Texas Maternity Leave

Texas does not provide a specific law generally providing for an employee’s protection for taking maternity leave. However, Texas employees, if eligible, are protected for taking maternity leave under the FMLA. In some rare circumstances, other Texas and federal laws may provide for pregnancy leave. 

Examples of FMLA Violations in Texas

  •  An employee is terminated while taking leave due to a serious health condition because he is not at work when the employer wants him to be there. 
  • An employee is terminated upon her return to work following leave to take care of her daughter who is suffering from a serious health condition. The fact that the employee missed days of work is taken into account in her performance reviews, leading to her termination. 
  • An employee returns to work following leave for the birth of her child to find her employment duties sharply reduced and her compensation changed. The employer’s decision to change employee’s role and compensation was influenced by her decision to take leave under the FMLA. 
  • An employee is terminated when he complains that the company is violating certain provisions of the FMLA.

Employee Remedies for an Employer’s FMLA Violations 

The FMLA provides employees whose FMLA rights have been violated with the right to sue to enforce those rights in state or federal court. In a cause of action to enforce FMLA rights, an employee may be able to recover: 

  • lost wages, salary, employment benefits, or other compensation because of the FMLA violation (back pay) 
  • where wages, salary, employment benefits, or other compensation has not been lost, actual monetary losses sustained by the employee as a result of the FMLA violation, such as the cost of providing care, up to a sum of 12 weeks of pay of the employee 
  • interest on the above amounts 
  • reinstatement or promotion 
  • lost wages, salary, benefits, or other compensation in the future because of the FMLA violation (front pay)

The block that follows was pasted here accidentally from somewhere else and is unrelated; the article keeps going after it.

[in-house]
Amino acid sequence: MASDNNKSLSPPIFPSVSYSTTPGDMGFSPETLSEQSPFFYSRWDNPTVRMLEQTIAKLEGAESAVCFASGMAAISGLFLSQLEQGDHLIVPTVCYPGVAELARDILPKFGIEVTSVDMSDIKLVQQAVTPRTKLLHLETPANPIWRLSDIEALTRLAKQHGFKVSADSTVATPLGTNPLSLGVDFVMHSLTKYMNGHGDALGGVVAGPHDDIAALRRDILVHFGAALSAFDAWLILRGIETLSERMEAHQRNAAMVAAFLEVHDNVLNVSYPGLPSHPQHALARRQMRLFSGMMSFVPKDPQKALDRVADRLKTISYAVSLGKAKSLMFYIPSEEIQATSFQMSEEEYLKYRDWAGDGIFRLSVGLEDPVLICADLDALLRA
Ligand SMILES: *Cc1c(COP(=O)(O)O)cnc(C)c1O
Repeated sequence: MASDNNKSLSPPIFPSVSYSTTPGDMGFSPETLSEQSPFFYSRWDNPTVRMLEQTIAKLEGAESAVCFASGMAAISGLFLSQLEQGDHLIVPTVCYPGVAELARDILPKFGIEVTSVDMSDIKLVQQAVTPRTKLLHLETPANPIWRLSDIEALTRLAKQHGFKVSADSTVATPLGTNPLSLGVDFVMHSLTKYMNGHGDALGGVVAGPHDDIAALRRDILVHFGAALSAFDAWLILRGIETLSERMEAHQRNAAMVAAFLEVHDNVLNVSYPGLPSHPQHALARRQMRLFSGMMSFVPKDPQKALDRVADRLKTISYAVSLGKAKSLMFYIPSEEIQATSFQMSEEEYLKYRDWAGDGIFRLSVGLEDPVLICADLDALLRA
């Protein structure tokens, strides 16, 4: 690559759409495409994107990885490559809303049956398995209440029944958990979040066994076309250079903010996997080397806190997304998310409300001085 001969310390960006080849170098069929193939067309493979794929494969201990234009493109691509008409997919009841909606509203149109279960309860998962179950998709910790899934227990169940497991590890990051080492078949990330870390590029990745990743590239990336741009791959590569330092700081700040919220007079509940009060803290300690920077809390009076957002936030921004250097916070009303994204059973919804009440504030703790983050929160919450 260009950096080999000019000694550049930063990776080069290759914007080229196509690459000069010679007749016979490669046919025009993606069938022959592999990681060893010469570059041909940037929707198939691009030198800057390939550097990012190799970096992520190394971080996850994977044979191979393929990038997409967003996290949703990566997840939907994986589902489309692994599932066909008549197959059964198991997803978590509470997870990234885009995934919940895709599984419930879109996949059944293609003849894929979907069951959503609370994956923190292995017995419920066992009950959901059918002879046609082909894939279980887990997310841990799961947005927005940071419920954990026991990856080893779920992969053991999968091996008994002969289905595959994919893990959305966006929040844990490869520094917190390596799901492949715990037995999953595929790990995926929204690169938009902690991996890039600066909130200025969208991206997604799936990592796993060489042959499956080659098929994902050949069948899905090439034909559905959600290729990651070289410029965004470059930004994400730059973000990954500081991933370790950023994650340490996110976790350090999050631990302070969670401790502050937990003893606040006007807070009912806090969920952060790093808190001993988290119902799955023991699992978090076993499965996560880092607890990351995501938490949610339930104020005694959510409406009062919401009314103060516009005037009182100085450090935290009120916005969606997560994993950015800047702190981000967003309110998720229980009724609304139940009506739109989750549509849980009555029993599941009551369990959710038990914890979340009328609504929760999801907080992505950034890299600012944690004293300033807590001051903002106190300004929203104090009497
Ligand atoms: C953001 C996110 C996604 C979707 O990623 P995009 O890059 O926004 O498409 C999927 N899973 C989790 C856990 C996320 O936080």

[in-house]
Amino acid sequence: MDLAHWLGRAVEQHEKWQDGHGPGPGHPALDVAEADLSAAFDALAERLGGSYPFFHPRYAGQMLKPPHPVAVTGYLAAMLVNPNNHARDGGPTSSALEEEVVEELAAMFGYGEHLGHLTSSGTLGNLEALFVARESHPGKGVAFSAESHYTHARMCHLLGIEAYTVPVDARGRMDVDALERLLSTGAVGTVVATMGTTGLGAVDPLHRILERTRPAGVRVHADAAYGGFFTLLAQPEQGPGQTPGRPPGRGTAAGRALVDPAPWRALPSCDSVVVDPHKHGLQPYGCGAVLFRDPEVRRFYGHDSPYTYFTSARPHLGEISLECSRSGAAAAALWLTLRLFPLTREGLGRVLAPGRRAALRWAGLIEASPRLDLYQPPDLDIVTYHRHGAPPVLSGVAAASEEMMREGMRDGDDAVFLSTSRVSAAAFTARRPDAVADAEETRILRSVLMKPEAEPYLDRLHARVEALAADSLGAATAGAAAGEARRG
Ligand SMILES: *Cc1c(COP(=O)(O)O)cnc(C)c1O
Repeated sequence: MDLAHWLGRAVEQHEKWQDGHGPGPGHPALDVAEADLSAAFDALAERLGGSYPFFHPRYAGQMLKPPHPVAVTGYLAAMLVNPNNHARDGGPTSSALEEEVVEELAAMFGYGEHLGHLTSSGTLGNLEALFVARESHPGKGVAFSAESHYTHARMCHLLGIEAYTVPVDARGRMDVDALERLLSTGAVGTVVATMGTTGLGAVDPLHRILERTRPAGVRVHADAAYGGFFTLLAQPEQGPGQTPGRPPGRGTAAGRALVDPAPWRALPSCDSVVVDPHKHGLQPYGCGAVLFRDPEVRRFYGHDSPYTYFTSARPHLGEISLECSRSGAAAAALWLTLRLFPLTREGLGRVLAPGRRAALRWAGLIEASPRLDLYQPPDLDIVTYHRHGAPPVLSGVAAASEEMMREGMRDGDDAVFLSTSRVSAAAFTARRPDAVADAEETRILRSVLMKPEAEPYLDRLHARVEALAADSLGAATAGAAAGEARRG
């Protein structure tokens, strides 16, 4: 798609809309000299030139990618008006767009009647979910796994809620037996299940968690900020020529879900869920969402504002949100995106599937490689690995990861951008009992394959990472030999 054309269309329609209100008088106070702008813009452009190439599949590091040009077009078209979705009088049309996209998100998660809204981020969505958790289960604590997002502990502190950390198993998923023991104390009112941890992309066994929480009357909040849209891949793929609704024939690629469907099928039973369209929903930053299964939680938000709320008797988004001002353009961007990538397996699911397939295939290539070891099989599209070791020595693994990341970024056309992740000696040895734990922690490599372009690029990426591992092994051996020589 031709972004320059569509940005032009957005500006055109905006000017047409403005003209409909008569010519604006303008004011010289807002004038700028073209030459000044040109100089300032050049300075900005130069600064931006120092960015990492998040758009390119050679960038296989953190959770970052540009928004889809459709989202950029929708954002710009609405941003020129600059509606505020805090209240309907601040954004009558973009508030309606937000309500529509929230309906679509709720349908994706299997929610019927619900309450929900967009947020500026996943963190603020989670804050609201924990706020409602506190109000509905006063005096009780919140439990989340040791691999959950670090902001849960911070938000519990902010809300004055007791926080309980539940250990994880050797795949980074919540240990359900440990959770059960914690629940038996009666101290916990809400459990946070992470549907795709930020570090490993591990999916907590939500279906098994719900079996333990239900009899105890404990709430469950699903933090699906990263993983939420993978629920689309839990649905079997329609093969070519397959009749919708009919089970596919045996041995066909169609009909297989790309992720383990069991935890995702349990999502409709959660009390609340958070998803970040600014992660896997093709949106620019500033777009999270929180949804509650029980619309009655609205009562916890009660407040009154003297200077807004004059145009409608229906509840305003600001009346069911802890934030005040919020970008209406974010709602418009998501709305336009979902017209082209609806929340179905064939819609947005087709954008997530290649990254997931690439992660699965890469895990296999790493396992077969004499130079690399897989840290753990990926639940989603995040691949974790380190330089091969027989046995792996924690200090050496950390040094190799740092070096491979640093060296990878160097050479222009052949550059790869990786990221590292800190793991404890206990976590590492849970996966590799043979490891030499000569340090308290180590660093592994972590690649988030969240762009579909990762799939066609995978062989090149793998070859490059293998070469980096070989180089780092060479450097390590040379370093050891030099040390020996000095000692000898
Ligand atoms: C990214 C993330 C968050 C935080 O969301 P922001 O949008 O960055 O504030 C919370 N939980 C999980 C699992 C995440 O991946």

• attorney’s fees 
  • expert witness fees 
  • costs of court 

In addition, unless an employer can prove that it violated the FMLA in good faith or had reasonable grounds for believing its act or omission was not a violation of the FMLA, an employee may be entitled to liquidated damages equal to the sum of (1) lost wages, salary, employment benefits, or other compensation and (2) interest on that amount. 

What to Do if Your Employer Discriminates/Retaliates Against You for Your Exercise of FMLA Rights

Contact an attorney immediately, and preferably an attorney who routinely represents employees in employment litigation. If you are unable to contact an attorney, you may be able to seek help through the United States Department of Labor. To preserve your rights under the law for this type of discrimination, you should act quickly, as claims under the FMLA are subject to a statute of limitations. Lastly, take thorough notes regarding everything discriminatory that is said or done to you and keep all of your records related to your employment. These notes and records may prove invaluable in a later lawsuit. 

Additional Resources for Learning About an Employee’s FMLA Rights

  • The United States Department of Labor–Providing the text of the FMLA, a FMLA fact sheet, an eligibility advisor, and other important information.
  • WorkplaceFairness 

If you feel you have been discriminated on the basis of pay and wish to speak to a Texas equal pay rights attorney at the Martinez & Martinez Law Firm, please submit a case review form or contact us at Martinez@martinezlawyers.com.   

CAUTION: The information on this webpage and website does not constitute legal advice. The purpose of this information is to provide GENERAL information to the public and to raise awareness of Texas employment laws for Texas employees. DO NOT read anything here and make a decision affecting your legal rights, such as a decision not to pursue a lawsuit or to file a lawsuit, without first consulting a lawyer. ONLY your own individual attorney can provide you with legal advice and properly inform you of your rights and remedies under the law. This website does not guarantee the accuracy of any of the information provided within it. Finally, this information only applies to Texas employees, as employment laws differ greatly from state to state. 

This is not legal advice.